In the past, a good number of rule changes were made in order to unify basketball rules. The latest significant changes will come into effect as of 1st October 2010 for all high level (Olympic Games, FIBA/FIBA Zone) Championships. The restricted (3 second) area has been reshaped, the 3-point line has been extended to 6.75m and the no-charge semi-circle under the basket has been introduced on the court.
The FIBA New Court Markings 2010 CD has been produced and sent to all national federations and FIBA Zones in order to reshape basketball courts correctly worldwide. Moreover the Court 2010 is accessible also on www.fiba.com.
It is expected and strongly recommended that all governing bodies of basketball (FIBA Zones, national basketball federations etc) will implement the Court 2010 also as of 1st October 2010. However, if this is not feasible, by 1st October 2012 at the very latest for the top divisions.
Rules for FIBA 3on3 basketball are in place, after carefully compiling the existing worldwide rules of similar activities with the expertise of young players and young players’ coaches. The Youth Olympic Games (YOG) will be played with those rules which are also accessible at www.fiba.com. After the YOG, the rules will be reviewed in order to fit basketball players in all age groups in the very strong new future FIBA activity of bringing FIBA 3on3 basketball to every corner of the world.
One of the main problems of any sport federation is the calendar of its own competitions as it is quite difficult to find the balance between the calendar of the national basketball championships, international leagues and the interests of the governing basketball bodies, national teams, clubs and players.
The national teams and clubs are requesting additional days to have the players at their disposal in an already heavily overcrowded calendar which cannot expand beyond 365 days and 52 weeks a year. The same players are required to play almost non-stop which leads to fatigue and possible injuries and therefore not being able to participate when they are really needed or not being able to perform to the best of their abilities.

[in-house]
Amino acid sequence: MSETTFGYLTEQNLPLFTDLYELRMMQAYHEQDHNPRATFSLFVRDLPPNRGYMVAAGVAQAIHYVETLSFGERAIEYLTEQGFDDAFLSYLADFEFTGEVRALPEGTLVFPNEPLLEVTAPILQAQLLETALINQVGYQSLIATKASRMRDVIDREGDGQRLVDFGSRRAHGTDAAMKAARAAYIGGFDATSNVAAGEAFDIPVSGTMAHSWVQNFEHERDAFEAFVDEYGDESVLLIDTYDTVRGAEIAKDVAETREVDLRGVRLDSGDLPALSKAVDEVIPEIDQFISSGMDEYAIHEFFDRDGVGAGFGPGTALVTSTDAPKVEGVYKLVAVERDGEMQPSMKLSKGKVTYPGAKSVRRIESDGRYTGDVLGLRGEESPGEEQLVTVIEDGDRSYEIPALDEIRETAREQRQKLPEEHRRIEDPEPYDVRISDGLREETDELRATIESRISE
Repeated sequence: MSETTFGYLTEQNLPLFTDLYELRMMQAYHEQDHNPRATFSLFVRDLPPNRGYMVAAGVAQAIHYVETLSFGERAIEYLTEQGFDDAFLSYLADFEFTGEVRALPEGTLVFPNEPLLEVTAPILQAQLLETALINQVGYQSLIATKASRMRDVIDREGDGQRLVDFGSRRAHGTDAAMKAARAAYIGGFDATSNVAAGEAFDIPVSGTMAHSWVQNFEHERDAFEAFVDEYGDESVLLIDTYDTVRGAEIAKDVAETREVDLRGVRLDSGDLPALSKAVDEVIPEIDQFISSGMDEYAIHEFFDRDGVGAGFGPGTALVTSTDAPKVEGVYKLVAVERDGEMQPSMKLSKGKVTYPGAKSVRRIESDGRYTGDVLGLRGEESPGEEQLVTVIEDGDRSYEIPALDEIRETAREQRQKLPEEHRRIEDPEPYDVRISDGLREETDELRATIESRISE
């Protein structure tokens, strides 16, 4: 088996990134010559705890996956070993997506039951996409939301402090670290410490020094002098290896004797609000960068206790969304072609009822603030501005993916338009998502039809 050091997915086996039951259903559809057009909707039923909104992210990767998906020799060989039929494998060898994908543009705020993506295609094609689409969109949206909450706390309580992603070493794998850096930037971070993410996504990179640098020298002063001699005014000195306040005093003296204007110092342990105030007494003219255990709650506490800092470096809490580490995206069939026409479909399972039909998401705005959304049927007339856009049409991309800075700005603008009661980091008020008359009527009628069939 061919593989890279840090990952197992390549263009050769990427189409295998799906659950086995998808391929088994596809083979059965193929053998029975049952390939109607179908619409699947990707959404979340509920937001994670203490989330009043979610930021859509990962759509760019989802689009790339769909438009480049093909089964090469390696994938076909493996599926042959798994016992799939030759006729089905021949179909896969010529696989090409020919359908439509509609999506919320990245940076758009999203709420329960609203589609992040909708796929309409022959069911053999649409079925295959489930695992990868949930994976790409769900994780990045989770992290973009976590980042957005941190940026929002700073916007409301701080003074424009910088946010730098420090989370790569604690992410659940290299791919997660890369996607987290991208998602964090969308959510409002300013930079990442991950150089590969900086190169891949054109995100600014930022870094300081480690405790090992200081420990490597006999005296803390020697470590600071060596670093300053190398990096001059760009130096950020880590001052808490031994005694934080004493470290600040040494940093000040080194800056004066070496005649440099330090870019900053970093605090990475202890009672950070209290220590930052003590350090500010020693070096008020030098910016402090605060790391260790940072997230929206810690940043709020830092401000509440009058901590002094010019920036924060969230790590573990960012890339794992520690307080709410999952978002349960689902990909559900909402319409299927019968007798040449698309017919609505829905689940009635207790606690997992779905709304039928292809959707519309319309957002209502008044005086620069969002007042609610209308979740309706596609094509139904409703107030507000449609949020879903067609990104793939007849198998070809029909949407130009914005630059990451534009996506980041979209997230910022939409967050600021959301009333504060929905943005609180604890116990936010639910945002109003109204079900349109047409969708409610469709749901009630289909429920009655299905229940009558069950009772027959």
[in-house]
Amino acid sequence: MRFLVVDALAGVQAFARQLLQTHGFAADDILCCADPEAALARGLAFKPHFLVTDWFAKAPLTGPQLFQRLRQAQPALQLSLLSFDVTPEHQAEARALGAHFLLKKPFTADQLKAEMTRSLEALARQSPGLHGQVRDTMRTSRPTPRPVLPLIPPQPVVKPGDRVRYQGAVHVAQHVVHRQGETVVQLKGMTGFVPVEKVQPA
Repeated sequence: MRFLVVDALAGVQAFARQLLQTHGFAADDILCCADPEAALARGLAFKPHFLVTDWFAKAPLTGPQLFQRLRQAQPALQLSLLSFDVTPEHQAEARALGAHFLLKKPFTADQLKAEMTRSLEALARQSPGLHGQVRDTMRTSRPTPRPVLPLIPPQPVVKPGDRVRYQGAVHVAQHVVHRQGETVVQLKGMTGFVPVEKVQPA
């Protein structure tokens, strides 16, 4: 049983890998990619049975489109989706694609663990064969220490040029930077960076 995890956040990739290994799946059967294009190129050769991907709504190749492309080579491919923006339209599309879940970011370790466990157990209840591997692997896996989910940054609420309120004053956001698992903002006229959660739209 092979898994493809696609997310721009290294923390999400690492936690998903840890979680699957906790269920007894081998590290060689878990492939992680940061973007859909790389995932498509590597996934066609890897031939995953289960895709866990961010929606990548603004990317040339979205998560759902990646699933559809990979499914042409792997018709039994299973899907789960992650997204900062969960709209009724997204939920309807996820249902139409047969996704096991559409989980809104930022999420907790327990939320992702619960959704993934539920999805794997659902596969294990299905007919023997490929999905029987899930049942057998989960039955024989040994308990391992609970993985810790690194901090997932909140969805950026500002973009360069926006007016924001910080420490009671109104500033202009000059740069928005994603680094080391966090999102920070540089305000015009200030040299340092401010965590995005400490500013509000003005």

The FIBA Commission for International Competitions is monitoring the situation very carefully and is trying to find the best solution with its Harmonised FIBA Calendar; not only to satisfy all parties involved but also to make sure that the level of the basketball game does not deteriorate through players’ heavy obligations to too many championships and games.
Cooperation with other organisations
The FIBA Central Board has decided to establish stronger relations with all the governmental or sport associations and with the organisers of the multi-sport events where basketball is the part of the program.
The traditionally very close cooperation with FISU (University Games) became even stronger with the FIBA/FISU 2007 – 2011 Cooperation Agreement signed on 2nd October 2006. The agreement covers the issues of the ages of eligible players, number and choice of the participating teams, choice of the designated referees as well as their travel costs and fees etc. The new Agreement 2012 – 2019 is now to be finalised reflecting the success of the previous Agreement and in order to have FISU University Games the strongest competition in that age category.
Very good and close relationships continue with the organisers of the Francophone Games, Lusofonia Games (for Portuguese speaking countries), Mediterranean Games and the organisers of the Pan-Continental Games such as Asian Games, Pan American Games, All Africa Games etc.